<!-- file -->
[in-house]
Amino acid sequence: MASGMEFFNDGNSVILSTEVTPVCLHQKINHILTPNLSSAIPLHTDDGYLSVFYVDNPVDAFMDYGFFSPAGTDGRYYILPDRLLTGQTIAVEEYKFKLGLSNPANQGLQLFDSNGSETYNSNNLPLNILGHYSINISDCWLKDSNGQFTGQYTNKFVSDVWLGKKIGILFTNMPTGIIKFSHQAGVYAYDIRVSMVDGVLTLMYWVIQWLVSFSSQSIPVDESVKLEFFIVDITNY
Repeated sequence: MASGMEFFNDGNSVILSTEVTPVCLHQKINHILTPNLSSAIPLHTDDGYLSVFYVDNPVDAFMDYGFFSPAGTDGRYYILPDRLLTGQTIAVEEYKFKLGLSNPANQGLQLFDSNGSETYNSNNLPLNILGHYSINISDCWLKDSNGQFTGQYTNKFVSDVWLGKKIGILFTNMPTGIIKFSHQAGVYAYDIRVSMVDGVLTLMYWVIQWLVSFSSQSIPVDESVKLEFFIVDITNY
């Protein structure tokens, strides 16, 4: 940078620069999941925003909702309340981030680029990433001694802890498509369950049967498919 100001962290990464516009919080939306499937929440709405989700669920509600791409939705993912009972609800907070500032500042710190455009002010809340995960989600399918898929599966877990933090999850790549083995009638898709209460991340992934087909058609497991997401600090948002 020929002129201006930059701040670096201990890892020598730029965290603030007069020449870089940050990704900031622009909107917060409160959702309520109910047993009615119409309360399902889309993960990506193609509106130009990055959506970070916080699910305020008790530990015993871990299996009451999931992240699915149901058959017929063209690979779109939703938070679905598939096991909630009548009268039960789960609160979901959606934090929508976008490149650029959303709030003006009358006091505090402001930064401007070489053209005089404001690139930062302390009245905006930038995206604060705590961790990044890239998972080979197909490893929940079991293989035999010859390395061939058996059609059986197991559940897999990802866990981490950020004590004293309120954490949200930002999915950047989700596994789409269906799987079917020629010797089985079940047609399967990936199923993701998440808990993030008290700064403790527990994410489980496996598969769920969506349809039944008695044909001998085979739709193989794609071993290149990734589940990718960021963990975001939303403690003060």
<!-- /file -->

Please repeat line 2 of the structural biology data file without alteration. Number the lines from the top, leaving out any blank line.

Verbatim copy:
Amino acid sequence: MASGMEFFNDGNSVILSTEVTPVCLHQKINHILTPNLSSAIPLHTDDGYLSVFYVDNPVDAFMDYGFFSPAGTDGRYYILPDRLLTGQTIAVEEYKFKLGLSNPANQGLQLFDSNGSETYNSNNLPLNILGHYSINISDCWLKDSNGQFTGQYTNKFVSDVWLGKKIGILFTNMPTGIIKFSHQAGVYAYDIRVSMVDGVLTLMYWVIQWLVSFSSQSIPVDESVKLEFFIVDITNY